Sa-Roc’s “Forever” plays as the audience members look around searching for the performer, Su’ad Abdul Khabeer. She walks in from the back of the theater, wearing a backpack and large black headphones, and continues up the stairs to the stage dancing and mouthing the words to “Forever.” She begins the show.

Khabeer, an alum of  Georgetown and Princeton, has been performing “Sampled: Beats of Muslim Life,” a multimedia one-woman show, for several years. She changed small parts and added some new characters as she learned more about the interactions between hip-hop and Muslim culture. Khabeer is an anthropologist and has been studying Muslim life in Chicago for seven years. With “Sampled,” her goal, as written in her performer’s statement, is to challenge the “accepted narratives on race and gender, religion, popular culture and citizenships… what we think we know about Black people, about Muslims, [and] about hip hop.” 

With each contrasting character, Khabeer addressed different controversial topics. In one scene, she confronted the complicated relationship between Islamic identity and wearing a hijab. Khabeer narrated a video of a young girl deciding to what extent she wished to cover herself. The young girl chose a new “hip” style hijab because, as Khabeer explains, this is how the girl believes she will fit into the hip-hop culture of her Black Muslim community. Later, Khabeer explained that the idea behind this scene was to start a conversation addressing that a woman’s practice of Islam is not determined by what she wears, but about what she feels. There is no “right” way to be Muslim.   

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ONE PERSON SHOW: Khabeer performs the song from the soundtrack she created for the show.

 What makes “Sampled” so captivating is the soundtrack that plays for the entirety of the show. Every song was chosen based on what Khabeer thought each character would listen to. This is how she drew the audience in; she broke down the fourth wall with her relaxed stage presence. The performance didn’t feel rehearsed or mechanic, it instead felt like Khabeer was telling us a story.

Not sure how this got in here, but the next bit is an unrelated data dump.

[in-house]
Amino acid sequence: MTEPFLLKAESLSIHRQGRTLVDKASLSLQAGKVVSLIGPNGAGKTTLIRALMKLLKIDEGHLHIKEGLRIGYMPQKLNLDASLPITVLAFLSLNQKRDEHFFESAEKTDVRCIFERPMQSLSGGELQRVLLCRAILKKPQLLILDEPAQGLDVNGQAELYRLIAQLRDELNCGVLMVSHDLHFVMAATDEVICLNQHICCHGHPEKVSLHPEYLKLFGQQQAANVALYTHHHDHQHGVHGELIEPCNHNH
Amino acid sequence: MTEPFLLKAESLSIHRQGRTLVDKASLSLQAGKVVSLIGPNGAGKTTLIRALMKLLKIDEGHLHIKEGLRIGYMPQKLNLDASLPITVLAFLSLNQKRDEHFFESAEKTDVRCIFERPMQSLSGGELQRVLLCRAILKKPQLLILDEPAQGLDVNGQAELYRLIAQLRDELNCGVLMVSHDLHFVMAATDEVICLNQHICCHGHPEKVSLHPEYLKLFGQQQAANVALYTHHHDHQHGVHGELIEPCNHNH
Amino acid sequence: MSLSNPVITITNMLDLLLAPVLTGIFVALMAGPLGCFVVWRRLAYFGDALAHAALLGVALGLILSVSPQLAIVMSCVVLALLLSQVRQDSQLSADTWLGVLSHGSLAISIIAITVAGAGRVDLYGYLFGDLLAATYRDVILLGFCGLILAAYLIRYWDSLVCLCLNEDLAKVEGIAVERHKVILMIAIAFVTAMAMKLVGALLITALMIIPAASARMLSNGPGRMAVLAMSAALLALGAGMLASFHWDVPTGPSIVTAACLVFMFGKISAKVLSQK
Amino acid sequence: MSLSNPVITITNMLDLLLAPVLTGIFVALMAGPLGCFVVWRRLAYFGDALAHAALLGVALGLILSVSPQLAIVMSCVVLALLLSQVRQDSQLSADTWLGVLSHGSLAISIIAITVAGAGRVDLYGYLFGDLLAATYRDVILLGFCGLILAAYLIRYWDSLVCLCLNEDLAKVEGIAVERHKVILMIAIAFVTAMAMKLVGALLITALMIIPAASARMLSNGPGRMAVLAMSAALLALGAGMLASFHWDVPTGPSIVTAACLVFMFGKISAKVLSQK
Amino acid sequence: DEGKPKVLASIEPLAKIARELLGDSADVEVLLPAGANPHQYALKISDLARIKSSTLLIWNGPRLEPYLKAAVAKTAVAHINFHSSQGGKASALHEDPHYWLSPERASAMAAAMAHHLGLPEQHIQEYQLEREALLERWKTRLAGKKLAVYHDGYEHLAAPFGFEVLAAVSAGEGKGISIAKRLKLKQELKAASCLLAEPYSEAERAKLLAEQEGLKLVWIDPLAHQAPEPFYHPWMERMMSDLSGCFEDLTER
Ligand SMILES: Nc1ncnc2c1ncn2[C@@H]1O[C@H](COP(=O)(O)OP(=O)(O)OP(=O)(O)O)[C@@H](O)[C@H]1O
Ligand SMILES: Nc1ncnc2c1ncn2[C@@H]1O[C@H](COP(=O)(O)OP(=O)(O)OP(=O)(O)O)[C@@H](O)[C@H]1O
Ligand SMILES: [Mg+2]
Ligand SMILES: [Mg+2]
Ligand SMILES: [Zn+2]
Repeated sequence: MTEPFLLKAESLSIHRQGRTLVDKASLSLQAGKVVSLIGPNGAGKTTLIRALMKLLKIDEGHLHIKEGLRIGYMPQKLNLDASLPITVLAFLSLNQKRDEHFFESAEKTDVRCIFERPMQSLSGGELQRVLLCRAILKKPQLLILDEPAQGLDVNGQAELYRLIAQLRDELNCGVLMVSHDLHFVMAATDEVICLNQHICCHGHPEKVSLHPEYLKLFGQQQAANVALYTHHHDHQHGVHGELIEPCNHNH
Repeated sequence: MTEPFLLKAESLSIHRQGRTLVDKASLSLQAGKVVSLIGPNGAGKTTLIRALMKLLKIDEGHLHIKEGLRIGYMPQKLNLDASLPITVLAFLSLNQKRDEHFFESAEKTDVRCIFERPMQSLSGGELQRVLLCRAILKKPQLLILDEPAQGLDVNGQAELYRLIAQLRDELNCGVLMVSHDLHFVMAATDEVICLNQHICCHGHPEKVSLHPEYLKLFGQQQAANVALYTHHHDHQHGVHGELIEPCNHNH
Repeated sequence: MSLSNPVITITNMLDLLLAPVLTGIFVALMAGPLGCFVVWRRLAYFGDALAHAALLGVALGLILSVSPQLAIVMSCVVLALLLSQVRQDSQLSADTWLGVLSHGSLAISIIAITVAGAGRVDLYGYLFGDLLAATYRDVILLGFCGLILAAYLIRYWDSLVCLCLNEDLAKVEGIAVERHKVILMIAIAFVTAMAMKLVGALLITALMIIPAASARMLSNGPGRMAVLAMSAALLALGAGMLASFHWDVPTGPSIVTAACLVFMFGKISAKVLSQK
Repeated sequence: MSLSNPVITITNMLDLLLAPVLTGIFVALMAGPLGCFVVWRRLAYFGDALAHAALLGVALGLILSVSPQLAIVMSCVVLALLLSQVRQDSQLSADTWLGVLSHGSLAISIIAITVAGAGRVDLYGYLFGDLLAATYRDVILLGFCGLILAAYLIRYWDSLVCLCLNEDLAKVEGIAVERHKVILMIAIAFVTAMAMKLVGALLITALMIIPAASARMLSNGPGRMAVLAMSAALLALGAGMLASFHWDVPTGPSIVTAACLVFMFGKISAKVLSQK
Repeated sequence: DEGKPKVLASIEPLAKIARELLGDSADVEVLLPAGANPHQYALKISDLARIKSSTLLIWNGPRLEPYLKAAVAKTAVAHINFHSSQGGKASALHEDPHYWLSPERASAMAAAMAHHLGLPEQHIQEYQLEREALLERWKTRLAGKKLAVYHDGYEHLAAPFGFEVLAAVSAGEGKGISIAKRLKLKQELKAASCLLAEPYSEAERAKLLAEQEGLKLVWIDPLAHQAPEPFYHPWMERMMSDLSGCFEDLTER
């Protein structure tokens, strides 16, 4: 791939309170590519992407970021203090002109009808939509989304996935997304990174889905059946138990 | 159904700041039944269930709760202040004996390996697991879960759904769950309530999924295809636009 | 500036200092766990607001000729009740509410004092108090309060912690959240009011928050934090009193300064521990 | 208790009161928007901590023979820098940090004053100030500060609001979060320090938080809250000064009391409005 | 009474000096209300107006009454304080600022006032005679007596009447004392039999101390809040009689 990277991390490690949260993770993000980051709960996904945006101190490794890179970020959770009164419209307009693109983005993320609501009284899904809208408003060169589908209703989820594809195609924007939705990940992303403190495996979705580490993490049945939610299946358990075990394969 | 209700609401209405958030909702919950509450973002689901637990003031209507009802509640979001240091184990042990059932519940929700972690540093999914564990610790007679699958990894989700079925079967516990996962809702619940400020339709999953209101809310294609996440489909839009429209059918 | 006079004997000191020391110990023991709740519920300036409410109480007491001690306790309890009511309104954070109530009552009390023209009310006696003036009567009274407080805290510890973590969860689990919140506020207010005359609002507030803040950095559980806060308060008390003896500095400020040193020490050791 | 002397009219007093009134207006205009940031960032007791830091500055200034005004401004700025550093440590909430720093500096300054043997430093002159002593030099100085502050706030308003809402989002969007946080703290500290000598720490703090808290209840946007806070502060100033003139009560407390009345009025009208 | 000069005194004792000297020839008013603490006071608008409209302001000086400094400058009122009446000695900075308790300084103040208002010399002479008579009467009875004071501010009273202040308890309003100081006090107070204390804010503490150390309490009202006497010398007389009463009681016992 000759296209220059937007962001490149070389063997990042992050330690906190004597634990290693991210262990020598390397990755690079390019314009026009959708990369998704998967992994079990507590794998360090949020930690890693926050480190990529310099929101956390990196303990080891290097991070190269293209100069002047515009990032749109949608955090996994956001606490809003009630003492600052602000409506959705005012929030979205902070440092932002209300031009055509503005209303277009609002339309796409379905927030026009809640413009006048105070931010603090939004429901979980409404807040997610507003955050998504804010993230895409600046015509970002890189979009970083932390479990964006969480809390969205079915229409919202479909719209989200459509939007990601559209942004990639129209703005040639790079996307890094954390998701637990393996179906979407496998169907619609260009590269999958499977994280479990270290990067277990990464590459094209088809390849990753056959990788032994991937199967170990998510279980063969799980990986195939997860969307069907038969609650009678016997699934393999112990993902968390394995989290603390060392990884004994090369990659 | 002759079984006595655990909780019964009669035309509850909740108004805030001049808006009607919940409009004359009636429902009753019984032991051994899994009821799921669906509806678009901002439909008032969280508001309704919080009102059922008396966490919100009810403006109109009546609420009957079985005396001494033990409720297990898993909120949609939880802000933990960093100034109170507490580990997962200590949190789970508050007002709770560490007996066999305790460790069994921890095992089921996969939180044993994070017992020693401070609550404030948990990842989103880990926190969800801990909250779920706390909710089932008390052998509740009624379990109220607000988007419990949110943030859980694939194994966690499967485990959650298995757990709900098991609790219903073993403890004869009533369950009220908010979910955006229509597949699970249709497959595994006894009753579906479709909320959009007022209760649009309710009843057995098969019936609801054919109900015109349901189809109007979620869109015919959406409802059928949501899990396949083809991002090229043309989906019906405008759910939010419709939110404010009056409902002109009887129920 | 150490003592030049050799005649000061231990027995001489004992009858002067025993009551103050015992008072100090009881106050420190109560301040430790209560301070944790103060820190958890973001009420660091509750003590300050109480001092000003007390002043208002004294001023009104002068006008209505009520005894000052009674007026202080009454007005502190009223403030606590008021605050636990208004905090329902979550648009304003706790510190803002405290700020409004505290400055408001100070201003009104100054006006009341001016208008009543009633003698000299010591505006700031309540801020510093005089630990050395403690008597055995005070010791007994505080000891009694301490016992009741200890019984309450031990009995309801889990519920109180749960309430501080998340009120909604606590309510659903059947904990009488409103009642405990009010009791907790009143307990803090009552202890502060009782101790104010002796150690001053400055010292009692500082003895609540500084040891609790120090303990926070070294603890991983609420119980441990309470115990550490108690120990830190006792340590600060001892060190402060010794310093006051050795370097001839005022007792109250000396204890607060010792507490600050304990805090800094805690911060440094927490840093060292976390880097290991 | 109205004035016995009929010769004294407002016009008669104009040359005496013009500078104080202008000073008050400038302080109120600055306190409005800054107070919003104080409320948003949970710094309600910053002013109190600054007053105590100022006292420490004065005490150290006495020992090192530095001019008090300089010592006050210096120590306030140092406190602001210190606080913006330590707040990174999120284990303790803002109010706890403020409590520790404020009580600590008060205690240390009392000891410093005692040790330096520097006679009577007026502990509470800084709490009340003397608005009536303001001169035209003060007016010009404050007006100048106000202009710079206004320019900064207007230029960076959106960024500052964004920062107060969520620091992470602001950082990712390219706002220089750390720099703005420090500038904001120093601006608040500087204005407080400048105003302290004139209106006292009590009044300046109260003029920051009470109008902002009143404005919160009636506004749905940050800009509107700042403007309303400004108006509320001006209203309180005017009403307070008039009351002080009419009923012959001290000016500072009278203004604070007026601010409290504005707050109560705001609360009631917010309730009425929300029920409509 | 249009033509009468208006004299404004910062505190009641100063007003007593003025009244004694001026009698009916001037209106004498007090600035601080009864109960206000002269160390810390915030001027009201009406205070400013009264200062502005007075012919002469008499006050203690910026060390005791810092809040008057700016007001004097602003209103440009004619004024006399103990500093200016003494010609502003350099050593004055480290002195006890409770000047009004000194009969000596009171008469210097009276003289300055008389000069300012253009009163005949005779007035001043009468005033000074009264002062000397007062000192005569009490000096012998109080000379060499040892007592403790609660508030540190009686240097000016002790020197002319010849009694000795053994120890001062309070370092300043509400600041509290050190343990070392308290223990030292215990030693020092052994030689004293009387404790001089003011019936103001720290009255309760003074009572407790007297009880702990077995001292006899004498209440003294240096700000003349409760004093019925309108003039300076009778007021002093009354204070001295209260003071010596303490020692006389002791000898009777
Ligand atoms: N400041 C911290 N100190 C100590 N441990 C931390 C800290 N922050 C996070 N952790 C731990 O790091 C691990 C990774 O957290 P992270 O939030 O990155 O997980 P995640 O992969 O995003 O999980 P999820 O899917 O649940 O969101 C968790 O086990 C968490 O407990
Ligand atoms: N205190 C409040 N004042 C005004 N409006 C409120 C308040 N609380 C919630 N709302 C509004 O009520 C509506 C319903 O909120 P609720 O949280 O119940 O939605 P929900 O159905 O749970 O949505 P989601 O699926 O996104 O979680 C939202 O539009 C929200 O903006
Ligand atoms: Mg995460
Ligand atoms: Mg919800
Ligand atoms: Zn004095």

The soundtrack created a unique dynamic between the music and dialogue. As Khabeer told her characters’ stories, she often spoke in time with the beat. Her words became lyrics, and her performance became more poetry than monologue. 

 I am sure that if any other person were to adopt this show, they would never have the same impact on the audience as Khabeer did. Her confidence on stage demanded the audience’s attention. Her speech was strong and truthful. It was through this strength and magnetic personality that Khabeer earned the audience’s respect and compelled them to genuinely understand her message. 

After the performance, Khabeer sat down at the edge of the stage, out of costume and dressed in a tight bright purple hair wrap and large gold hoop earrings. For the next 45 minutes, she conversed with the audience, answering all of their questions. I asked her if she had any closing statement for Brandeis students. She stood there for a second, and then smiled as she said: “We have nothing to lose but our chains, we’re gonna be alright.”